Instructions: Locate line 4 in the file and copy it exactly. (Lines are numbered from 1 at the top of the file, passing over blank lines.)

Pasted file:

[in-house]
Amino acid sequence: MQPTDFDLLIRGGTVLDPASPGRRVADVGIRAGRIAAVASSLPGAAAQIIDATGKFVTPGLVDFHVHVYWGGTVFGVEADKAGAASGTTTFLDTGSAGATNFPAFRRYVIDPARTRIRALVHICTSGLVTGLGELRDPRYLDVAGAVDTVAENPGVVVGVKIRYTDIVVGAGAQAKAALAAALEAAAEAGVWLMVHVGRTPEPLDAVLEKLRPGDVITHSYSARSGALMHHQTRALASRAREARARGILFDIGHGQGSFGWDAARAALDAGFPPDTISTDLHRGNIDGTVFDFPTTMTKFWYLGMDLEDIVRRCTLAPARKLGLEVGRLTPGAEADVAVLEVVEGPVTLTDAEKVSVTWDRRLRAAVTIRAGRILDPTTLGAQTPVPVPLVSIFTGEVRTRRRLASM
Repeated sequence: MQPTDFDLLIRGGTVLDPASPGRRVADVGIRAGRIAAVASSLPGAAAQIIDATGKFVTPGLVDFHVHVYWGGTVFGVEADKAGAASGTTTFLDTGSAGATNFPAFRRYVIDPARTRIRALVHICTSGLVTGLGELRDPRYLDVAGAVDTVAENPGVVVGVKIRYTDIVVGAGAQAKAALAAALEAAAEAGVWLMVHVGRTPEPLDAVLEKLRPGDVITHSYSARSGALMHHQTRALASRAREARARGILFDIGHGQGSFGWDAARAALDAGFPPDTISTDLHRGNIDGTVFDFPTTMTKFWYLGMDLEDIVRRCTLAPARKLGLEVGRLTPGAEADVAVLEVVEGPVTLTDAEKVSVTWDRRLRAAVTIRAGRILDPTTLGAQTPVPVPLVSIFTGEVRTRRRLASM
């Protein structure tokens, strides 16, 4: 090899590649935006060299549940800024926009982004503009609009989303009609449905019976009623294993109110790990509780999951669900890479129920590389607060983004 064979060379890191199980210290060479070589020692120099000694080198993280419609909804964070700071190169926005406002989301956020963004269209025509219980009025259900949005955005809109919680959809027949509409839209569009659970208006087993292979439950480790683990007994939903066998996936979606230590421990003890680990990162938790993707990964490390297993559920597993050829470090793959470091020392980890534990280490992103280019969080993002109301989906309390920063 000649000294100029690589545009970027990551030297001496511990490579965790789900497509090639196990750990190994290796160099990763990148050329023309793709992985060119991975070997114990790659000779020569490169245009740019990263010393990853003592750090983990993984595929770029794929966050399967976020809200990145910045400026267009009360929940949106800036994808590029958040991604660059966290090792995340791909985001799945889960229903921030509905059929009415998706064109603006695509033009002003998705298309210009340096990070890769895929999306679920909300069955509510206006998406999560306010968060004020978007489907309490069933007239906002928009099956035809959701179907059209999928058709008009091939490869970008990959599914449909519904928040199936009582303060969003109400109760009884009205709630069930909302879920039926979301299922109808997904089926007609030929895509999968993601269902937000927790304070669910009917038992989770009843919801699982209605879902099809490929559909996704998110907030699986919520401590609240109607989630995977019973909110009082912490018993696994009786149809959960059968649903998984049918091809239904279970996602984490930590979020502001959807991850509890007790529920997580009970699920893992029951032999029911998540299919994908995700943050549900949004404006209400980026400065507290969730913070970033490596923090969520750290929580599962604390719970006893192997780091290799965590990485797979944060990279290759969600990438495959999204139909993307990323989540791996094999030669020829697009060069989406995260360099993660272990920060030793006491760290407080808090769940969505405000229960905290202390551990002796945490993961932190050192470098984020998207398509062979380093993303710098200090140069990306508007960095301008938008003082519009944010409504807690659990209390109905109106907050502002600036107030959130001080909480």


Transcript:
């Protein structure tokens, strides 16, 4: 090899590649935006060299549940800024926009982004503009609009989303009609449905019976009623294993109110790990509780999951669900890479129920590389607060983004 064979060379890191199980210290060479070589020692120099000694080198993280419609909804964070700071190169926005406002989301956020963004269209025509219980009025259900949005955005809109919680959809027949509409839209569009659970208006087993292979439950480790683990007994939903066998996936979606230590421990003890680990990162938790993707990964490390297993559920597993050829470090793959470091020392980890534990280490992103280019969080993002109301989906309390920063 000649000294100029690589545009970027990551030297001496511990490579965790789900497509090639196990750990190994290796160099990763990148050329023309793709992985060119991975070997114990790659000779020569490169245009740019990263010393990853003592750090983990993984595929770029794929966050399967976020809200990145910045400026267009009360929940949106800036994808590029958040991604660059966290090792995340791909985001799945889960229903921030509905059929009415998706064109603006695509033009002003998705298309210009340096990070890769895929999306679920909300069955509510206006998406999560306010968060004020978007489907309490069933007239906002928009099956035809959701179907059209999928058709008009091939490869970008990959599914449909519904928040199936009582303060969003109400109760009884009205709630069930909302879920039926979301299922109808997904089926007609030929895509999968993601269902937000927790304070669910009917038992989770009843919801699982209605879902099809490929559909996704998110907030699986919520401590609240109607989630995977019973909110009082912490018993696994009786149809959960059968649903998984049918091809239904279970996602984490930590979020502001959807991850509890007790529920997580009970699920893992029951032999029911998540299919994908995700943050549900949004404006209400980026400065507290969730913070970033490596923090969520750290929580599962604390719970006893192997780091290799965590990485797979944060990279290759969600990438495959999204139909993307990323989540791996094999030669020829697009060069989406995260360099993660272990920060030793006491760290407080808090769940969505405000229960905290202390551990002796945490993961932190050192470098984020998207398509062979380093993303710098200090140069990306508007960095301008938008003082519009944010409504807690659990209390109905109106907050502002600036107030959130001080909480």